Motor City Grounds Crew Keeps the Water Flowing at Williams Park Splash Pad

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Image credit: Nina Ignaczak

Detroit nonprofit Motor City Grounds Crew helps keep adopted city parks in working order.

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About a dozen kids are playing on a playscape at Williams Park on Detroit’s west side. It’s hot. Adults are enjoying the shade under the pavilion. Nearby, a splash pad sits vacant and dry.

On a typical day, you’d be hearing the sound of kids splashing and laughing in the spray. But today, all is quiet.

Motor City Grounds Crew's Aaron Smith reports on conditions at Williams Park to WDET's Parks Watch App.Nina Ignaczak
Nina Ignaczak

Motor City Grounds Crew’s Aaron Smith reports on conditions at Williams Park to WDET’s Parks Watch App.

Aaron Smith, the executive director of the nonprofit group Motor City Grounds Crew, is here to check up on the park using WDET’s Parks Watch app. The nonprofit group was founded in 2012 with financial support from the Lear Corporation. Its mission is Improving and maintaining parks across the city of Detroit.

Ordinarily on a day like today when it’s warmer, there will be a number of kids on the splash pad,” says Smith. “There would be tens and tens of children and their parents or guardians out on the splash pad and enjoying that today. However… the splash pad is not on today.”

And now Smith has to figure out why.

The splash pad at Williams Park..before the water is turned on.Nina Ignaczak
Nina Ignaczak

The splash pad at Williams Park..before the water is turned on.

For years, the 8.5-acre Williams Park, like many of the homes and businesses in the surrounding neighborhood, has suffered from neglect and disrepair.

But that changed in 2013, when Motor City Grounds Crew adopted this park. Smith says the group added walking trails, a pavilion and the splash pad.

The group also committed to cleaning and mowing every seven to 10 days, and making sure the equipment is in working order.

Smith notices the automatic switch that should have turned the water on this morning is not functioning.  So he jumps on his cell. Soon, another man shows up. And suddenly, the water is flowing.

A small boy with a wide grin emerges from the splash pad. His shorts and t-shirt are sopping wet. He’s nine years old, and says he likes to come to this park often to play with his friends. He says he was mad when he got here this morning, and saw the water wasn’t working. But now he’s happy.

Smith got the water flowing again by calling local neighborhood resident James Coston.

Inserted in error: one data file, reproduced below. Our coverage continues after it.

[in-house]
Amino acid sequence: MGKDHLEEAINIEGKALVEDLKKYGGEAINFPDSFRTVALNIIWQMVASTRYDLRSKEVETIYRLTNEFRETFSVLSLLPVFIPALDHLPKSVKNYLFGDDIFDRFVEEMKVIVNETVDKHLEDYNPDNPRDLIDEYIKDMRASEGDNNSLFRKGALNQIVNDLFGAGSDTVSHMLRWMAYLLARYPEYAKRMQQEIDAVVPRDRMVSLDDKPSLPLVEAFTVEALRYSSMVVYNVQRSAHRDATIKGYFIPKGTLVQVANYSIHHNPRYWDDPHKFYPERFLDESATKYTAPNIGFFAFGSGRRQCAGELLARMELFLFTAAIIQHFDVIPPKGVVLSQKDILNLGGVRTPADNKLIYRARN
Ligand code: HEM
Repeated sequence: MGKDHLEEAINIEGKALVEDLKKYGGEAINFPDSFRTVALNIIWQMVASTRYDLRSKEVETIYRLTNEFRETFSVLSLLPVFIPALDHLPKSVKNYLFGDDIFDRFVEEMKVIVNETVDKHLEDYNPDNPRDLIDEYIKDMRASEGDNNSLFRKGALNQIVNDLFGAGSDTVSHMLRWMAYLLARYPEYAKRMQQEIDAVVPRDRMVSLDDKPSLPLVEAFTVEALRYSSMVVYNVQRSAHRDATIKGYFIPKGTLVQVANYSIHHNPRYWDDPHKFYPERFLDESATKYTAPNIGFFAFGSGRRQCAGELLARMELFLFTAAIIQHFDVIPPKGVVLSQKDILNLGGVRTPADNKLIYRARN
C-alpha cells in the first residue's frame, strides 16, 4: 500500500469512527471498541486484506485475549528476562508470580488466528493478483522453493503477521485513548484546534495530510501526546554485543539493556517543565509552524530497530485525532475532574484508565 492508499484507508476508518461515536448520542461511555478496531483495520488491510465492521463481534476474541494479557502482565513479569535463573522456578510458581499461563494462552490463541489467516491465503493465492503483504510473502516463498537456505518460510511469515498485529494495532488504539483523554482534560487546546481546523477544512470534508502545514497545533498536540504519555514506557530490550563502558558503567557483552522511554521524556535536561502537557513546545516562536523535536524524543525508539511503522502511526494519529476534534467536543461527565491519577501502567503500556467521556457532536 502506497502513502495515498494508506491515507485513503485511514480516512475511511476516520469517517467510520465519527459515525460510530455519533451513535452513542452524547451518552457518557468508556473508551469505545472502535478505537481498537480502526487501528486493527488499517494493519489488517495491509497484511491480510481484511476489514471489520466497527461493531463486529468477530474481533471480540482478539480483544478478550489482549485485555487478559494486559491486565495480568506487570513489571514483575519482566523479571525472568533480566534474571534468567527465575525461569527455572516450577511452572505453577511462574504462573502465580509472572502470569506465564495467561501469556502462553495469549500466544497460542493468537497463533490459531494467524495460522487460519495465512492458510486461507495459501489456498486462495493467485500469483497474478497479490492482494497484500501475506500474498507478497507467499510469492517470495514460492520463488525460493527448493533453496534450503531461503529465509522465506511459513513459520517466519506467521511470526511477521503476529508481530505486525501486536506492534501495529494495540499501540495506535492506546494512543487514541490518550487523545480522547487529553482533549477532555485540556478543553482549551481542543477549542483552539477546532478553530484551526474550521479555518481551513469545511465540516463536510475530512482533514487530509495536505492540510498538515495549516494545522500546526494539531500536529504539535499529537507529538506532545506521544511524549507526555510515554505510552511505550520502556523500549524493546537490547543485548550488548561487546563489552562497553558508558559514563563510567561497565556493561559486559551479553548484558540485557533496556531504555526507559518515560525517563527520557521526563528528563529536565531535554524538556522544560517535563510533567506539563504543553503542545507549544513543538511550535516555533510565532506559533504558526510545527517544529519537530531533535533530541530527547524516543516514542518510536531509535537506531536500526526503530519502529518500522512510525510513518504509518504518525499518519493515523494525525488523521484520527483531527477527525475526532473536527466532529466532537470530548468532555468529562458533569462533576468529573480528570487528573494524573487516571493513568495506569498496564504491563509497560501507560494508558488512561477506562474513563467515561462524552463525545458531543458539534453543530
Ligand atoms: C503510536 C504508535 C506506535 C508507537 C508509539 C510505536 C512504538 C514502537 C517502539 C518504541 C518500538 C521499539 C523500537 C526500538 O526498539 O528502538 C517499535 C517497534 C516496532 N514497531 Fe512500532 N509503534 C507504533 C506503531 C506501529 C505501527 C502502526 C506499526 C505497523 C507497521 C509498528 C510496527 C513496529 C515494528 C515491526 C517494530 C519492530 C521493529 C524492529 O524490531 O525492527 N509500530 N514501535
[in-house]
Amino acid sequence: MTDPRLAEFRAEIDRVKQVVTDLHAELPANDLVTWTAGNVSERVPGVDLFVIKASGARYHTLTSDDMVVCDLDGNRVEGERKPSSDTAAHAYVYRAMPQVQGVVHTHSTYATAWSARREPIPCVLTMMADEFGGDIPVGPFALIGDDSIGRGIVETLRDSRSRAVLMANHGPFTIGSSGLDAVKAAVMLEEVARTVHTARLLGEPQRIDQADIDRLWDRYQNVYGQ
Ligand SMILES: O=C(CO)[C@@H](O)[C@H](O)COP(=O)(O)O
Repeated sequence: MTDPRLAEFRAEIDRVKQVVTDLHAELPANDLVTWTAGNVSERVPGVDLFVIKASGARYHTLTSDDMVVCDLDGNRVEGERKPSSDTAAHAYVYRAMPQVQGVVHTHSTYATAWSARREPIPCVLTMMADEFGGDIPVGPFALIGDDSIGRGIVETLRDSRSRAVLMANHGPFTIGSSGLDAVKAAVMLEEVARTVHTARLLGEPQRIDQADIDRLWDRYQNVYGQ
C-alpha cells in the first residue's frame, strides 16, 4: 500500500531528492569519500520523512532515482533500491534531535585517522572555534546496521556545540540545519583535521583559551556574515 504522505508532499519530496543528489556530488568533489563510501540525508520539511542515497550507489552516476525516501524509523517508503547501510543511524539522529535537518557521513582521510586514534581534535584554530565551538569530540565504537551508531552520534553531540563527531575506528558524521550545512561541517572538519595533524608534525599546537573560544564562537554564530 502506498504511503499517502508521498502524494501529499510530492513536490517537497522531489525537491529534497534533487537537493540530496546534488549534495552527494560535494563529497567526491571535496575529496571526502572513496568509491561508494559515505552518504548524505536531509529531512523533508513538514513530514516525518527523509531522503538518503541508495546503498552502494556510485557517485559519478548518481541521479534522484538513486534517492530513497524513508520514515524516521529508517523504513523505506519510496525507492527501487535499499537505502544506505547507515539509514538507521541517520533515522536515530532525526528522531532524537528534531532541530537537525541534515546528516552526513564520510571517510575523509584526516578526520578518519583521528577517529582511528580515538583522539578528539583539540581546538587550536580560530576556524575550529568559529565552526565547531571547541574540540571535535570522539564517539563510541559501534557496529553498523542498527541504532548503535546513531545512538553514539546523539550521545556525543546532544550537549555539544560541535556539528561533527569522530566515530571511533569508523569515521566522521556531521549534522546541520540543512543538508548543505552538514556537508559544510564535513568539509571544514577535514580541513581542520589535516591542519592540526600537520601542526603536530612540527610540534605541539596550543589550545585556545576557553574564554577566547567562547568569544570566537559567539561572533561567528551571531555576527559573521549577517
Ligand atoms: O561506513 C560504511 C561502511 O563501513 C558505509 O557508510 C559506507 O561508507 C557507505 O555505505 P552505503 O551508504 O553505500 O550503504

James Coston's service as local deputy at Williams Park for Motor City Grounds Crew has earned him recognition from the city of Detroit.Nina Ignaczak
Nina Ignaczak

James Coston’s service as local deputy at Williams Park for Motor City Grounds Crew has earned him recognition from the city of Detroit.

I called him said ‘James, the splash pad water’s not on… what’s going on?’,” says Smith. “James has a key to the pump house, so he serves as a custodian to the pump house. He got the water going.”

Smith says Motor City Grounds Crew has what he calls a “local deputy” like Coston in every neighborhood for each of the seven parks it has adopted.

Coston makes sure the grass gets cut, the trash is picked up, and the equipment works.

And today, he’s on hand to make things right when they go wrong.

Next, Smith will report this problem to the City of Detroit’s Improve Detroit app so that city workers can come by to repair the broken automatic switch.

But until then, because of Motor City Grounds Crew, these kids Williams Park know the water will keep on flowing.

Two girls enjoy fun in the sun at Williams Park Splash Pad.Nina Ignaczak
Nina Ignaczak

Two girls enjoy fun in the sun at Williams Park Splash Pad.

Tell us what’s happening at your park this summer using WDET’s Parks Watch App. Find out more at And check out what other people have been finding in the parks in the map below.


Nina Misuraca Ignaczak, Digital Editor

Nina Ignaczak is WDET’s digital editor. She makes sure the station is as compelling and accessible on the internet as it is on the airwaves. Follow @ninaignaczak

WDET's Parks Project

This post is a part of WDET's Parks Project.

All summer long in 2015, WDET reported on how parks are impacting Detroiters and how Detroiters impacted the parks.

We asked you to be a part of this work by being the eyes and ears of your local parks. We asked you to help us find out what is going on in the parks in your city and your neighborhood. Were parks being maintained? Who were using the park, and what was happening there? Is it safe?

Detroit Park Watch is produced by WDET 101.9 FM and is powered by the Detroit Journalism Cooperative. Support for this project ccomes from the John S. and James L. Knight Foundation, Renaissance Journalism’s Michigan Reporting Initiative and the Ford Foundation.



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